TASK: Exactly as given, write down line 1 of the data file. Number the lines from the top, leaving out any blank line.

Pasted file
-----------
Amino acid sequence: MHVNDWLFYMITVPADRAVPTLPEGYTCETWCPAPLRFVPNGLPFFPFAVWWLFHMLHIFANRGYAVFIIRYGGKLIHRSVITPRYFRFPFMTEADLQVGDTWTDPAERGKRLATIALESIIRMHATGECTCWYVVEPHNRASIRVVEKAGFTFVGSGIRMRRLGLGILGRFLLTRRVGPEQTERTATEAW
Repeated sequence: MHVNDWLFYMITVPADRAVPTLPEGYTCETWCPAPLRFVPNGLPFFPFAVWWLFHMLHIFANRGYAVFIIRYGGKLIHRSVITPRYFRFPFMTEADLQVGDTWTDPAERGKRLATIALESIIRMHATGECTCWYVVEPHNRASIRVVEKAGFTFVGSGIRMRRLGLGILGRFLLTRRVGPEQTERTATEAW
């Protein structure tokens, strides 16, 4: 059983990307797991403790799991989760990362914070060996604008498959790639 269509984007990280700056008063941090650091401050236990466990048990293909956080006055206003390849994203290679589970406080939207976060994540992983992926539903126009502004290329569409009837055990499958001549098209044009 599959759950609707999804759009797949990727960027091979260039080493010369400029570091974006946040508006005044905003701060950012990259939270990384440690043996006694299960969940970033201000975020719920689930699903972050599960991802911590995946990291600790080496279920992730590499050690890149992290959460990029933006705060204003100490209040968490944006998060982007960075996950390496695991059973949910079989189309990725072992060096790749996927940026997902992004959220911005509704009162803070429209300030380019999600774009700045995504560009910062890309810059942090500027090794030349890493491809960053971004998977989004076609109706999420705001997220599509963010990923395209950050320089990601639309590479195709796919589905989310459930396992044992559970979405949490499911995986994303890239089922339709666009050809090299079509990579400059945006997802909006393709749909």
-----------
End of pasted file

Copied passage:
Amino acid sequence: MHVNDWLFYMITVPADRAVPTLPEGYTCETWCPAPLRFVPNGLPFFPFAVWWLFHMLHIFANRGYAVFIIRYGGKLIHRSVITPRYFRFPFMTEADLQVGDTWTDPAERGKRLATIALESIIRMHATGECTCWYVVEPHNRASIRVVEKAGFTFVGSGIRMRRLGLGILGRFLLTRRVGPEQTERTATEAW